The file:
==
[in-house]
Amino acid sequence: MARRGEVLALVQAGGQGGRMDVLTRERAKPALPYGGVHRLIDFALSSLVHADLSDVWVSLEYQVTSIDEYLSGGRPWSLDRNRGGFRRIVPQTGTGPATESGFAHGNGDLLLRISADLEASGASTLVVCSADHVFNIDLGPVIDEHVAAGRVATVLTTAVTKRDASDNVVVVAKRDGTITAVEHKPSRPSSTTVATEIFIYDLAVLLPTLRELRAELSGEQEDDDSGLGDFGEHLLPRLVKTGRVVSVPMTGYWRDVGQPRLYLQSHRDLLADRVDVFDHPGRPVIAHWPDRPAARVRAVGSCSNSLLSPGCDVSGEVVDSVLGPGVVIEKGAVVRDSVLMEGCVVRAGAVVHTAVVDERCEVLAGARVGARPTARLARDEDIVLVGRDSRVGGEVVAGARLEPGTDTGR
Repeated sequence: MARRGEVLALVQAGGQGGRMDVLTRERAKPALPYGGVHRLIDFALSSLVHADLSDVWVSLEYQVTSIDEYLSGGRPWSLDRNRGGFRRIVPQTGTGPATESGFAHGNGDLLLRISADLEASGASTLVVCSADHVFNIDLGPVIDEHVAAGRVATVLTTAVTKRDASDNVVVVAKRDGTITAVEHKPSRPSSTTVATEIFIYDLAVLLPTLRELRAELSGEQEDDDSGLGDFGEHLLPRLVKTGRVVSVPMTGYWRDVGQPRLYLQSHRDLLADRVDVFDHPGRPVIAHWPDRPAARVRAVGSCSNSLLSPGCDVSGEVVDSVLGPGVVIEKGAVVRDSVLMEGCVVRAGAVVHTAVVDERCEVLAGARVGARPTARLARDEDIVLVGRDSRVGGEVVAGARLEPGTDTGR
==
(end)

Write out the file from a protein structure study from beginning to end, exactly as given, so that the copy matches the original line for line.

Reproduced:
[in-house]
Amino acid sequence: MARRGEVLALVQAGGQGGRMDVLTRERAKPALPYGGVHRLIDFALSSLVHADLSDVWVSLEYQVTSIDEYLSGGRPWSLDRNRGGFRRIVPQTGTGPATESGFAHGNGDLLLRISADLEASGASTLVVCSADHVFNIDLGPVIDEHVAAGRVATVLTTAVTKRDASDNVVVVAKRDGTITAVEHKPSRPSSTTVATEIFIYDLAVLLPTLRELRAELSGEQEDDDSGLGDFGEHLLPRLVKTGRVVSVPMTGYWRDVGQPRLYLQSHRDLLADRVDVFDHPGRPVIAHWPDRPAARVRAVGSCSNSLLSPGCDVSGEVVDSVLGPGVVIEKGAVVRDSVLMEGCVVRAGAVVHTAVVDERCEVLAGARVGARPTARLARDEDIVLVGRDSRVGGEVVAGARLEPGTDTGR
Repeated sequence: MARRGEVLALVQAGGQGGRMDVLTRERAKPALPYGGVHRLIDFALSSLVHADLSDVWVSLEYQVTSIDEYLSGGRPWSLDRNRGGFRRIVPQTGTGPATESGFAHGNGDLLLRISADLEASGASTLVVCSADHVFNIDLGPVIDEHVAAGRVATVLTTAVTKRDASDNVVVVAKRDGTITAVEHKPSRPSSTTVATEIFIYDLAVLLPTLRELRAELSGEQEDDDSGLGDFGEHLLPRLVKTGRVVSVPMTGYWRDVGQPRLYLQSHRDLLADRVDVFDHPGRPVIAHWPDRPAARVRAVGSCSNSLLSPGCDVSGEVVDSVLGPGVVIEKGAVVRDSVLMEGCVVRAGAVVHTAVVDERCEVLAGARVGARPTARLARDEDIVLVGRDSRVGGEVVAGARLEPGTDTGR